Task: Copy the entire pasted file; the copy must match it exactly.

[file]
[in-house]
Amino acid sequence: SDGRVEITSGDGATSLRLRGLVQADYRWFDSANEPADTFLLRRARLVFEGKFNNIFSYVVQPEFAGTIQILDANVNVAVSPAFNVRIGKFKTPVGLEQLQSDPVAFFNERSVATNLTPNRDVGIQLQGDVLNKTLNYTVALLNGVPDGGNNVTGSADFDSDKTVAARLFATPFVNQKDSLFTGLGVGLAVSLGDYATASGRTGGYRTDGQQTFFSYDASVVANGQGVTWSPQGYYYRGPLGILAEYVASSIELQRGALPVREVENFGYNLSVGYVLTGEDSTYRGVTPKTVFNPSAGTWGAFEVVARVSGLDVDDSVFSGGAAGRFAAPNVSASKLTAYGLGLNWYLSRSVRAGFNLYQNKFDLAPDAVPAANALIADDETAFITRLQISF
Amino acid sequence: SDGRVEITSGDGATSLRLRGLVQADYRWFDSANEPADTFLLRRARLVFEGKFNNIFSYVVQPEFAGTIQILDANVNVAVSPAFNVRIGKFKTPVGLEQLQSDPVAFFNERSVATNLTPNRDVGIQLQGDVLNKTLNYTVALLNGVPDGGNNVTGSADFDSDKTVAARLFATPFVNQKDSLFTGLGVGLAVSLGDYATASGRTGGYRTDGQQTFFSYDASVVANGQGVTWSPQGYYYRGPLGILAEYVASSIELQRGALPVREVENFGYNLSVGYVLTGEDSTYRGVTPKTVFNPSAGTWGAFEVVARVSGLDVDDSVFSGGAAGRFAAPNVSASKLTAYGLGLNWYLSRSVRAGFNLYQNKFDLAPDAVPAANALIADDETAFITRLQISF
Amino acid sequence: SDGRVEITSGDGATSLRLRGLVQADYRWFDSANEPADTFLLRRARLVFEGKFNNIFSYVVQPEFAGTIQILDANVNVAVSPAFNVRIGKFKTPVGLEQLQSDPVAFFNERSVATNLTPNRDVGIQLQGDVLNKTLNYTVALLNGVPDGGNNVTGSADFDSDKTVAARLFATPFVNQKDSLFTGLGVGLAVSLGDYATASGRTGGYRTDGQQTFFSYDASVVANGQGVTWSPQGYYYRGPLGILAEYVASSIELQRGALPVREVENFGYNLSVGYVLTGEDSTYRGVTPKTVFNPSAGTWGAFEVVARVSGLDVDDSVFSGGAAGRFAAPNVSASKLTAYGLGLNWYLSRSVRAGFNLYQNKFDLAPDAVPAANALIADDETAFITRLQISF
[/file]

[in-house]
Amino acid sequence: SDGRVEITSGDGATSLRLRGLVQADYRWFDSANEPADTFLLRRARLVFEGKFNNIFSYVVQPEFAGTIQILDANVNVAVSPAFNVRIGKFKTPVGLEQLQSDPVAFFNERSVATNLTPNRDVGIQLQGDVLNKTLNYTVALLNGVPDGGNNVTGSADFDSDKTVAARLFATPFVNQKDSLFTGLGVGLAVSLGDYATASGRTGGYRTDGQQTFFSYDASVVANGQGVTWSPQGYYYRGPLGILAEYVASSIELQRGALPVREVENFGYNLSVGYVLTGEDSTYRGVTPKTVFNPSAGTWGAFEVVARVSGLDVDDSVFSGGAAGRFAAPNVSASKLTAYGLGLNWYLSRSVRAGFNLYQNKFDLAPDAVPAANALIADDETAFITRLQISF
Amino acid sequence: SDGRVEITSGDGATSLRLRGLVQADYRWFDSANEPADTFLLRRARLVFEGKFNNIFSYVVQPEFAGTIQILDANVNVAVSPAFNVRIGKFKTPVGLEQLQSDPVAFFNERSVATNLTPNRDVGIQLQGDVLNKTLNYTVALLNGVPDGGNNVTGSADFDSDKTVAARLFATPFVNQKDSLFTGLGVGLAVSLGDYATASGRTGGYRTDGQQTFFSYDASVVANGQGVTWSPQGYYYRGPLGILAEYVASSIELQRGALPVREVENFGYNLSVGYVLTGEDSTYRGVTPKTVFNPSAGTWGAFEVVARVSGLDVDDSVFSGGAAGRFAAPNVSASKLTAYGLGLNWYLSRSVRAGFNLYQNKFDLAPDAVPAANALIADDETAFITRLQISF
Amino acid sequence: SDGRVEITSGDGATSLRLRGLVQADYRWFDSANEPADTFLLRRARLVFEGKFNNIFSYVVQPEFAGTIQILDANVNVAVSPAFNVRIGKFKTPVGLEQLQSDPVAFFNERSVATNLTPNRDVGIQLQGDVLNKTLNYTVALLNGVPDGGNNVTGSADFDSDKTVAARLFATPFVNQKDSLFTGLGVGLAVSLGDYATASGRTGGYRTDGQQTFFSYDASVVANGQGVTWSPQGYYYRGPLGILAEYVASSIELQRGALPVREVENFGYNLSVGYVLTGEDSTYRGVTPKTVFNPSAGTWGAFEVVARVSGLDVDDSVFSGGAAGRFAAPNVSASKLTAYGLGLNWYLSRSVRAGFNLYQNKFDLAPDAVPAANALIADDETAFITRLQISF